The Fiscal Cliff

The discussions held between the parties on how to reduce expenses and/or increase revenue were not dealing with abstractions but with programs and services which have become a lifeline for people in an economic climate which is becoming increasingly difficult to navigate for many.

Unemployment remains high, so any attempt to increase revenue needed to be balanced with the need to preserve the viability of commercial and industrial interests in order to preserve jobs and hopefully create new ones. Services to specific populations were also in the balance: Medicare and Medicaid serve not only the older population but also many people living in the margins of American economy, whose numbers have been growing over the last few years. Tax cuts which were implemented many years ago were due to expire, but letting them expire would have affected the bottom line of many families, leading people to retrench in their spending and further hurting the economy. At the end, only a 2 % tax cut in Social Security expired, affecting the average worker to the extent of about $ 1,300 a year. May not sound like much to some, but it is a lot for many people. Yet the alternative was worse, since we know the precarious financial situation of Social Security benefits.

I find two things that I believe need to be highlighted. The first, is that legislators should always keep in mind that the discussions they hold in situations such as this are not about abstractions or politics - they are about people. Every service that is cut affects people, and while sometimes there might not be any other alternative, seeking alternatives is what we, voters, expect from our elected officials. It reminds me of a saying from Pirkei Avot: "If somebody tells you that they searched for something and they didn't find it, don't believe them. If they tell you that they found something without searching for it, don't believe them. If they tell you they found what they were looking for...Believe it!"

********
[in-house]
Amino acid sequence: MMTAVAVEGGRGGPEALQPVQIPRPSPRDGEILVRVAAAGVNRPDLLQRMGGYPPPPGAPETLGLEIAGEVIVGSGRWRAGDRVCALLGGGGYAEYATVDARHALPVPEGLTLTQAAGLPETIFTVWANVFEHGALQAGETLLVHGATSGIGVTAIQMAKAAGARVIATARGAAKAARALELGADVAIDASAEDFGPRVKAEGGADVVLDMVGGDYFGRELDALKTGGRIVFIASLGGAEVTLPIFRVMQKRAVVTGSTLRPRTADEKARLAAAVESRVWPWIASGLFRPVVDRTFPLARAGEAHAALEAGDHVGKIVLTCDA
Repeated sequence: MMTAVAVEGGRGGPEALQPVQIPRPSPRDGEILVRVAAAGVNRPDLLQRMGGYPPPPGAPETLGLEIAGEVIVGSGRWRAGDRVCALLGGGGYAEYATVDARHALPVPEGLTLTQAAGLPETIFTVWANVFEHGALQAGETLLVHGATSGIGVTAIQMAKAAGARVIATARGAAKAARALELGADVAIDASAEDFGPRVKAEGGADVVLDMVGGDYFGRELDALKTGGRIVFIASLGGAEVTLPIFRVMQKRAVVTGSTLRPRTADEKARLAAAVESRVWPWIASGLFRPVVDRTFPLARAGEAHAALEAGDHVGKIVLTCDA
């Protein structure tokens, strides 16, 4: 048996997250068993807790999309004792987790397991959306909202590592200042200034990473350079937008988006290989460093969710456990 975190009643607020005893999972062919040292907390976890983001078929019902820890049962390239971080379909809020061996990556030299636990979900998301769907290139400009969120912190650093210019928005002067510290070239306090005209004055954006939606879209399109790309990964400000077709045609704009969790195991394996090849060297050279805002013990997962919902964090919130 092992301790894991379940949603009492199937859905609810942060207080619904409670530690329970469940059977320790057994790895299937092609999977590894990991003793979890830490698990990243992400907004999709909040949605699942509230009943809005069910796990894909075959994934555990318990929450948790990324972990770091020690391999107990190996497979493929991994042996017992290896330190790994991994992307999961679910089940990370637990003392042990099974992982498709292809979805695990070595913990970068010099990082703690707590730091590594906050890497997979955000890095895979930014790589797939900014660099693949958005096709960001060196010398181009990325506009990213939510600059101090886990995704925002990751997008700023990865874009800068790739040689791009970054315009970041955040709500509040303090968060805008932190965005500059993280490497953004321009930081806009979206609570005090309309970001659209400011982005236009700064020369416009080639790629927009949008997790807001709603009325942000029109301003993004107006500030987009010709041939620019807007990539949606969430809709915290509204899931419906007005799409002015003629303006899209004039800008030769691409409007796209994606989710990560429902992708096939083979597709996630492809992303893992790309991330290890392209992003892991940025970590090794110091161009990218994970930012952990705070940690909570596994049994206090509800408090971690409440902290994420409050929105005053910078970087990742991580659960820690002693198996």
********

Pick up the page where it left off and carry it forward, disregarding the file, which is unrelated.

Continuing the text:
Our elected officials did find a compromise to avoid the worst consequences of out current situation for the average citizen, but the question needs to be asked "How did we get here"? This situation is not the consequence of one or two has been brewing for decades, and with each new "crisis" along the way we kept walking deeper and deeper into the hole. While in the short run the fiscal cliff has been avoided, it is easy to believe that the same scenario will be repeated twelve months from now...The safety net for populations at risk can again be targeted for cuts; if the money is not there to fund the programs, Congress might not have a choice but to cut the programs, leaving many people - quite literally - out in the cold.

We need to start looking at the issues early; we need to pay attention to what the government is spending and demanding that wasteful spending be reduced. We also need to look at what people are contributing to the revenue of the State, and how we can distribute the financial burden in a more equitable way.

The bottom line is that both, reducing expenses and increasing revenue are necessary to bring the economy back to a healthy situation. We just need to keep in mind that the adjustments should not come at the expense of the most vulnerable among us...


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